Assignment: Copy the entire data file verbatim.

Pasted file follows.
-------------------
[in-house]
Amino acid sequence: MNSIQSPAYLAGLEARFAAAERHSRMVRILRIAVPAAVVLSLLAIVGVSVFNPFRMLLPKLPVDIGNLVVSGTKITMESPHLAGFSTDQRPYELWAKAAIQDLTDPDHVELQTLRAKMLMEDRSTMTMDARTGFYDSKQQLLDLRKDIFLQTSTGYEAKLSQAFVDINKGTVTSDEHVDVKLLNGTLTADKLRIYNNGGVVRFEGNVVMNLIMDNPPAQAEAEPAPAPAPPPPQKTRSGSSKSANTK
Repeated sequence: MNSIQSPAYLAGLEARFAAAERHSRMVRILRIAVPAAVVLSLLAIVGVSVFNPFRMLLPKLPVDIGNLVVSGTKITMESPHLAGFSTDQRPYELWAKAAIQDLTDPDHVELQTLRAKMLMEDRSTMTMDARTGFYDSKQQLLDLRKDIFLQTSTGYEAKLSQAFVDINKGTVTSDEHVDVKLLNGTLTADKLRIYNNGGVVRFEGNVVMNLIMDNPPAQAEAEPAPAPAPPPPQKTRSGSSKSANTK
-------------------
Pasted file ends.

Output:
[in-house]
Amino acid sequence: MNSIQSPAYLAGLEARFAAAERHSRMVRILRIAVPAAVVLSLLAIVGVSVFNPFRMLLPKLPVDIGNLVVSGTKITMESPHLAGFSTDQRPYELWAKAAIQDLTDPDHVELQTLRAKMLMEDRSTMTMDARTGFYDSKQQLLDLRKDIFLQTSTGYEAKLSQAFVDINKGTVTSDEHVDVKLLNGTLTADKLRIYNNGGVVRFEGNVVMNLIMDNPPAQAEAEPAPAPAPPPPQKTRSGSSKSANTK
Repeated sequence: MNSIQSPAYLAGLEARFAAAERHSRMVRILRIAVPAAVVLSLLAIVGVSVFNPFRMLLPKLPVDIGNLVVSGTKITMESPHLAGFSTDQRPYELWAKAAIQDLTDPDHVELQTLRAKMLMEDRSTMTMDARTGFYDSKQQLLDLRKDIFLQTSTGYEAKLSQAFVDINKGTVTSDEHVDVKLLNGTLTADKLRIYNNGGVVRFEGNVVMNLIMDNPPAQAEAEPAPAPAPPPPQKTRSGSSKSANTK